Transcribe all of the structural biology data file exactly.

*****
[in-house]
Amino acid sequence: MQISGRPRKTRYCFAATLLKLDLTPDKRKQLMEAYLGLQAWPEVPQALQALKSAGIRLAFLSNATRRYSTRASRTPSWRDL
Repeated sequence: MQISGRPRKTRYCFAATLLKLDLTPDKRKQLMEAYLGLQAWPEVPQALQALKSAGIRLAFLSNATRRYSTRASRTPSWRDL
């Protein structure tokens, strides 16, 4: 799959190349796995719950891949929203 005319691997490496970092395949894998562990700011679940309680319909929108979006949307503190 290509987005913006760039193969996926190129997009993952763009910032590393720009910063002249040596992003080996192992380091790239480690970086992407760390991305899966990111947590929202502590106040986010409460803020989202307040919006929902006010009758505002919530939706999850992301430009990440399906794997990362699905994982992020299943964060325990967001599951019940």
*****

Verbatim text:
[in-house]
Amino acid sequence: MQISGRPRKTRYCFAATLLKLDLTPDKRKQLMEAYLGLQAWPEVPQALQALKSAGIRLAFLSNATRRYSTRASRTPSWRDL
Repeated sequence: MQISGRPRKTRYCFAATLLKLDLTPDKRKQLMEAYLGLQAWPEVPQALQALKSAGIRLAFLSNATRRYSTRASRTPSWRDL
């Protein structure tokens, strides 16, 4: 799959190349796995719950891949929203 005319691997490496970092395949894998562990700011679940309680319909929108979006949307503190 290509987005913006760039193969996926190129997009993952763009910032590393720009910063002249040596992003080996192992380091790239480690970086992407760390991305899966990111947590929202502590106040986010409460803020989202307040919006929902006010009758505002919530939706999850992301430009990440399906794997990362699905994982992020299943964060325990967001599951019940």